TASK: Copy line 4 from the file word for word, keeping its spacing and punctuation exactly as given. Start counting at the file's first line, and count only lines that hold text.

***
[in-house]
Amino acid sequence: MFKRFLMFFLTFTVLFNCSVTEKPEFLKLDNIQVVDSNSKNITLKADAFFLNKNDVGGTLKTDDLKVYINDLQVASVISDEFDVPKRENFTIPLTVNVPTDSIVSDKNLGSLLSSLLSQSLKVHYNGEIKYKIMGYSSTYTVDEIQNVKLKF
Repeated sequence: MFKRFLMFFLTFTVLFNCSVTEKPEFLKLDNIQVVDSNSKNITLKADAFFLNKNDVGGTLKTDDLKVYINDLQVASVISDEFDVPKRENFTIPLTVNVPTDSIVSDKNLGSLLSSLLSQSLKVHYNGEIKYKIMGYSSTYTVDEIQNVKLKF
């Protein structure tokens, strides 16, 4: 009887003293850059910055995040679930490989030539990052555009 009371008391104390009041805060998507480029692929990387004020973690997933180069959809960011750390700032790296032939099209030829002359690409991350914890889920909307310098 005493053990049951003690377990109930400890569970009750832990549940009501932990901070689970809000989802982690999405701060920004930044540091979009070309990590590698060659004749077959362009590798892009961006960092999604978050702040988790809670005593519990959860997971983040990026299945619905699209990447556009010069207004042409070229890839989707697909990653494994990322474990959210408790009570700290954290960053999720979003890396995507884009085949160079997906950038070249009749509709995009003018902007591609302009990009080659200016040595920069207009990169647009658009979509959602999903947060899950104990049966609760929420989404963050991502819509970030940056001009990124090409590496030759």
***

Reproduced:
């Protein structure tokens, strides 16, 4: 009887003293850059910055995040679930490989030539990052555009 009371008391104390009041805060998507480029692929990387004020973690997933180069959809960011750390700032790296032939099209030829002359690409991350914890889920909307310098 005493053990049951003690377990109930400890569970009750832990549940009501932990901070689970809000989802982690999405701060920004930044540091979009070309990590590698060659004749077959362009590798892009961006960092999604978050702040988790809670005593519990959860997971983040990026299945619905699209990447556009010069207004042409070229890839989707697909990653494994990322474990959210408790009570700290954290960053999720979003890396995507884009085949160079997906950038070249009749509709995009003018902007591609302009990009080659200016040595920069207009990169647009658009979509959602999903947060899950104990049966609760929420989404963050991502819509970030940056001009990124090409590496030759």